Protecting, Restoring, Improving: Incorporating Therapeutic Jurisprudence and Restorative Justice Concepts into Civil Domestic Violence Cases

This Essay calls attention to various deficiencies underlying the civil protection order process. It argues that the parties in the above scenarios would have benefited from a more holistic and less adversarial approach to their disputes. Specifically, this Essay advocates for an alternative approach to protection order proceedings that draws on two legal theories, therapeutic jurisprudenceand restorative justice. This approach better addresses litigants’ needs by acknowledging that complex relationships permeate domestic violence incidents. Such an approach could alleviate systemic issues currently facing family courts and have a lasting, positive impact on entire communities. This Essay uses the Pennsylvania Protection from Abuse Act and the Philadelphia Family Court Division as a template to highlight the shortcomings of current family court systems. It then offers a solution to supplement and improve upon current civil protection order proceedings.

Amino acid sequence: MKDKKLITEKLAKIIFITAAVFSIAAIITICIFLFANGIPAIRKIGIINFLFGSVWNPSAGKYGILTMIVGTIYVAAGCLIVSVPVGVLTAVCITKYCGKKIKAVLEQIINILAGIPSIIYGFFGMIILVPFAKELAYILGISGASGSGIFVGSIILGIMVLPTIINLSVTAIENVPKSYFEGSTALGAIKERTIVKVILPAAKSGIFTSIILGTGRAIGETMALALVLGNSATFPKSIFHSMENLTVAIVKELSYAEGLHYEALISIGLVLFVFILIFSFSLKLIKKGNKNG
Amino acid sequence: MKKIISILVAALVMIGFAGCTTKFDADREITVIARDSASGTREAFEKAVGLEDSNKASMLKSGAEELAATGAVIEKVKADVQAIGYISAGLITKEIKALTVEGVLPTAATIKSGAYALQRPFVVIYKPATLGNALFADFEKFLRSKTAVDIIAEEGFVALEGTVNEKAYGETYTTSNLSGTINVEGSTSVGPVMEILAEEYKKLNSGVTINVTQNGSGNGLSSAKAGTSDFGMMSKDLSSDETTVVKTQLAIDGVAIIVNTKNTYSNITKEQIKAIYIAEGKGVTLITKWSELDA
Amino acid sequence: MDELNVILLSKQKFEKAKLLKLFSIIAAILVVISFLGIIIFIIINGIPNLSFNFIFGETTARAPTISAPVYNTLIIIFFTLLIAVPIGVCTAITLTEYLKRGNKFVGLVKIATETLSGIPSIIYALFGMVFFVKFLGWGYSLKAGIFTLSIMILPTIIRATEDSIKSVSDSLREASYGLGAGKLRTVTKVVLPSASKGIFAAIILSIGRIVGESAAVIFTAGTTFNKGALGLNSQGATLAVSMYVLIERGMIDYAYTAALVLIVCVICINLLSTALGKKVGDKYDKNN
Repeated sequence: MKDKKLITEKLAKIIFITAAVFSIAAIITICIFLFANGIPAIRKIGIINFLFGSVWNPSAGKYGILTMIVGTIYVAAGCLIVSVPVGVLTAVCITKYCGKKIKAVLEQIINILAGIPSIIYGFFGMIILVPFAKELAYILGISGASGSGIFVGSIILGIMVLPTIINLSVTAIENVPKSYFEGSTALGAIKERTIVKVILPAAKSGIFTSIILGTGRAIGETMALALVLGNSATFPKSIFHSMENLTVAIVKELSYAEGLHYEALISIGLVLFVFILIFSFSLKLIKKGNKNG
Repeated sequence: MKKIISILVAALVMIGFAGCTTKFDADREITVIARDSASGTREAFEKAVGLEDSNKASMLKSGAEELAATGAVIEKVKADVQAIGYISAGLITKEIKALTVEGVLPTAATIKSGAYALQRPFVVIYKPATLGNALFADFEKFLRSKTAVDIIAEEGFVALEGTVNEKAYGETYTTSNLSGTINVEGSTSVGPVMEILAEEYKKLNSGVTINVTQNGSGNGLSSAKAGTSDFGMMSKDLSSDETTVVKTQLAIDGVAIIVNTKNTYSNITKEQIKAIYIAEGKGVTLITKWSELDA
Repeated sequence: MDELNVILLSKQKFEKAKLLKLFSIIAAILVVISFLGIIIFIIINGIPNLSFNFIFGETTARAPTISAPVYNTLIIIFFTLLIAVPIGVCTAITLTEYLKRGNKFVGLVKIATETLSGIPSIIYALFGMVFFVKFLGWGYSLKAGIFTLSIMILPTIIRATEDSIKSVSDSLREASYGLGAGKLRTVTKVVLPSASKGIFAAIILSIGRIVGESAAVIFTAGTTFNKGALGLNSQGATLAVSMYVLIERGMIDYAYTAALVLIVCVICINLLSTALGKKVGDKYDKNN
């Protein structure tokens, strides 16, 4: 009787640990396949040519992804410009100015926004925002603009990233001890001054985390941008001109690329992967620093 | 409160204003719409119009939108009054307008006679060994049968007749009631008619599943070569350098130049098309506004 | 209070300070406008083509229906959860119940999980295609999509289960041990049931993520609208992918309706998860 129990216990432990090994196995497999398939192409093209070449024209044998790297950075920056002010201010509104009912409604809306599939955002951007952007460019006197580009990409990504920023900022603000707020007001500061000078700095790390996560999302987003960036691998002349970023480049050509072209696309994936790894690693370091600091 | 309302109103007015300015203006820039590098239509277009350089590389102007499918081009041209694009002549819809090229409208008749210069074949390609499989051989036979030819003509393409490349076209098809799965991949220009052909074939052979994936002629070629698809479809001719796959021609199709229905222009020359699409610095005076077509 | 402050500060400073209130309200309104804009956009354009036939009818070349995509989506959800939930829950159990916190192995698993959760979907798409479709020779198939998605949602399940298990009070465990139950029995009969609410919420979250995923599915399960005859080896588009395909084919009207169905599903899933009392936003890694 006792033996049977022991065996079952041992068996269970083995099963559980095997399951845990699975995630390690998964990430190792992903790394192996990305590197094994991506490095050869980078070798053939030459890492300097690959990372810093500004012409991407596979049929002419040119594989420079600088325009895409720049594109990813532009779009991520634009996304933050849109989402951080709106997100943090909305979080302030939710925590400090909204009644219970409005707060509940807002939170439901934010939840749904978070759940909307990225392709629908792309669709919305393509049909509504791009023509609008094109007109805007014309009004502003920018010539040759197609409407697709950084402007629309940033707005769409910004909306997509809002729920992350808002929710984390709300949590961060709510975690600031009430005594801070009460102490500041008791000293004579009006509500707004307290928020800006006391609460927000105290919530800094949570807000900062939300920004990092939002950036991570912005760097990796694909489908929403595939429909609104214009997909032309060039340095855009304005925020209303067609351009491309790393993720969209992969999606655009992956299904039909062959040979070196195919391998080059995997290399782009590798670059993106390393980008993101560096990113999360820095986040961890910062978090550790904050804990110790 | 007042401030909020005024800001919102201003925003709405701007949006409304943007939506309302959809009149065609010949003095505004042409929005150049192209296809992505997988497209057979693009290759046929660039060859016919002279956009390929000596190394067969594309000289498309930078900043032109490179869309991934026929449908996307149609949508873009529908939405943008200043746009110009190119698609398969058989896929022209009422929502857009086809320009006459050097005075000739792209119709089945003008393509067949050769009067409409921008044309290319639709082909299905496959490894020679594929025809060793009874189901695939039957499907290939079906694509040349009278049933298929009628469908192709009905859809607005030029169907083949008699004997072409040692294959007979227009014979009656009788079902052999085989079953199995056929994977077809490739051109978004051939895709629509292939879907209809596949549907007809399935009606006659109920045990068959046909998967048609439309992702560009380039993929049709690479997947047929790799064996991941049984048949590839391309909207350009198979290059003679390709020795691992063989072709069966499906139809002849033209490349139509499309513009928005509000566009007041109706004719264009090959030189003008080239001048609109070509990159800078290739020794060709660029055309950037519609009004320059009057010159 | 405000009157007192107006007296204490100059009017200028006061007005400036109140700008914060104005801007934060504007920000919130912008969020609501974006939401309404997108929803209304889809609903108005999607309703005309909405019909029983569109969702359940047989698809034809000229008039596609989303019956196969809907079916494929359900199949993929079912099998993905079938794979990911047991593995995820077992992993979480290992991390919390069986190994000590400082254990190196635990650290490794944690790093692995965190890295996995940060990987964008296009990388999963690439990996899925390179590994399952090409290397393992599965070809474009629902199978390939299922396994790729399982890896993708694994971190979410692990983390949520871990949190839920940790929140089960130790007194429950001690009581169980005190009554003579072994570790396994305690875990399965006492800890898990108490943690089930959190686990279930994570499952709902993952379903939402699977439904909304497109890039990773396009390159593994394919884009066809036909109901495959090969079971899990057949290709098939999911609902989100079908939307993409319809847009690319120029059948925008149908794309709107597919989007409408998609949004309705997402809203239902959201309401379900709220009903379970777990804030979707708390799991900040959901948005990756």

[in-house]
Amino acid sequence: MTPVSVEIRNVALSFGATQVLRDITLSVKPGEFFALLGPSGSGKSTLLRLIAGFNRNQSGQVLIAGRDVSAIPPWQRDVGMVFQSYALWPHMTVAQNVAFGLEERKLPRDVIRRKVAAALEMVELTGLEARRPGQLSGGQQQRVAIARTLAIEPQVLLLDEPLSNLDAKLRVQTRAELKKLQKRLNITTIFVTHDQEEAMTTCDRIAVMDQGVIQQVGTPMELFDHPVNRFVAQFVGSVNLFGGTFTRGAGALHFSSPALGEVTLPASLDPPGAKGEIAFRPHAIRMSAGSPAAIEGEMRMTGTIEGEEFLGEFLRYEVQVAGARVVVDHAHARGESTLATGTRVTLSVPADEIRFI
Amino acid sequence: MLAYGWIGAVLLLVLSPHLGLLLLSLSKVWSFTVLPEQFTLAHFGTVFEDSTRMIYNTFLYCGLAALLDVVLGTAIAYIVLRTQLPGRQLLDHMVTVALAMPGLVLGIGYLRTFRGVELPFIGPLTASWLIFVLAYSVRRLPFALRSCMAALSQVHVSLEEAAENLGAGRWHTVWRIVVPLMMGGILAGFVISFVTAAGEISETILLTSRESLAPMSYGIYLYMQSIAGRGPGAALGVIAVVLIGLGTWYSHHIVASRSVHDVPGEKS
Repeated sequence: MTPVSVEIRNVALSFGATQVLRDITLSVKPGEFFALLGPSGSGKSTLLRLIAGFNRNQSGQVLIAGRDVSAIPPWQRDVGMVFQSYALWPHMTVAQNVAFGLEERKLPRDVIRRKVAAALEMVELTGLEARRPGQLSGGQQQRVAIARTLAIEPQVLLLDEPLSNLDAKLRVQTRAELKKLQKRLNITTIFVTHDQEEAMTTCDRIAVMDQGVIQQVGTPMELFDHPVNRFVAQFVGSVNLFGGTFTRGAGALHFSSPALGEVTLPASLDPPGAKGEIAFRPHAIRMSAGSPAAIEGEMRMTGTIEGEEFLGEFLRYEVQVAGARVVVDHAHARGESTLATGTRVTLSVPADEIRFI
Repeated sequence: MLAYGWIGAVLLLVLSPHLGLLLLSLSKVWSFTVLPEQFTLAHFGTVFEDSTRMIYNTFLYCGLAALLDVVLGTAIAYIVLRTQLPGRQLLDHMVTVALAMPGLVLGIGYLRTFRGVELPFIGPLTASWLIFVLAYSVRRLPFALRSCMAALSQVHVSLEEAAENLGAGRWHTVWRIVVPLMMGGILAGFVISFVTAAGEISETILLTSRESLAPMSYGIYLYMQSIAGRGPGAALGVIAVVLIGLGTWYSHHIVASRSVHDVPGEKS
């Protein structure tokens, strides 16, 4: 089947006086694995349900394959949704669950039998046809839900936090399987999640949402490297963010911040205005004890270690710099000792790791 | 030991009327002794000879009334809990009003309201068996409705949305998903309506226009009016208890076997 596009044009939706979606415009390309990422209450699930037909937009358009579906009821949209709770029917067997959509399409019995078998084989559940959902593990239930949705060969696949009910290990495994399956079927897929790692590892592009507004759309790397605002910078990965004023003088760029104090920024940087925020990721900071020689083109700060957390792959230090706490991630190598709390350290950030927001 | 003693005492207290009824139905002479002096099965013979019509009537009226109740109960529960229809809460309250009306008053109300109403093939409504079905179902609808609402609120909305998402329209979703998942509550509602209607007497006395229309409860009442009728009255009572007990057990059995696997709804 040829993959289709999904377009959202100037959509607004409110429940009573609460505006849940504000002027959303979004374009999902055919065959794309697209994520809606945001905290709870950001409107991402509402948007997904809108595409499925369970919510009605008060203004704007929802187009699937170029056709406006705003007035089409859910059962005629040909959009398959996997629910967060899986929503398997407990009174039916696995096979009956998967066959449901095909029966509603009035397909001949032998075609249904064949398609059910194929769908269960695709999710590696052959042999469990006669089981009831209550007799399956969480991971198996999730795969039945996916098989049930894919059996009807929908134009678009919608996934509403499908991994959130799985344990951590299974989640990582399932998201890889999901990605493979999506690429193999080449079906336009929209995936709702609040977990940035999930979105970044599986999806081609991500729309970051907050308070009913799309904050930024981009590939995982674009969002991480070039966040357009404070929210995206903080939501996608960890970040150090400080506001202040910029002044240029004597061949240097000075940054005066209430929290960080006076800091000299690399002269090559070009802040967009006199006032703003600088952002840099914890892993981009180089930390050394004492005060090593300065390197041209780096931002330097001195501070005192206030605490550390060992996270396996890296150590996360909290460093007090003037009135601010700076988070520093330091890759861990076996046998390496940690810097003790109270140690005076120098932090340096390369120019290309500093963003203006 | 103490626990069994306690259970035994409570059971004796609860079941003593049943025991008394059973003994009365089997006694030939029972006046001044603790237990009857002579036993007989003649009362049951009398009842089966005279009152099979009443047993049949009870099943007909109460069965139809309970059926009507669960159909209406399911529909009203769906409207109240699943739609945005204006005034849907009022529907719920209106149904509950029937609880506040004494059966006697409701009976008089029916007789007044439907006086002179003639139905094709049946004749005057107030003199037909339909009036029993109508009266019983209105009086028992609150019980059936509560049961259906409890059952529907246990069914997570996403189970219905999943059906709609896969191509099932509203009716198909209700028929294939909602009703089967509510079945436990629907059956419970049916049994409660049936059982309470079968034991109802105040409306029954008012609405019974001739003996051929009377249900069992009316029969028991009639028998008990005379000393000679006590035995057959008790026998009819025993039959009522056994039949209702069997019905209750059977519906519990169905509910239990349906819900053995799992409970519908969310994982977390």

Part I of this Essay sets forth the current civil response to domestic violence cases, including Pennsylvania’s Protection from Abuse Act. Part II provides an overview of both therapeutic jurisprudence and restorative justice and their relationship to one another. Part III outlines the main arguments against therapeutic jurisprudence and restorative justice as alternative responses to domestic violence. Part IV tackles those criticisms and argues that both theories can successfully coexist within the current paradigm. It highlights the parallel goals of the current system and the two approaches and explores their potential inclusion in existing statutes, such as Pennsylvania’s Protection from Abuse Act. The Essay concludes by discussing how the case studies of Petitioner One and Two could benefit from therapeutic jurisprudence and restorative justice principles.

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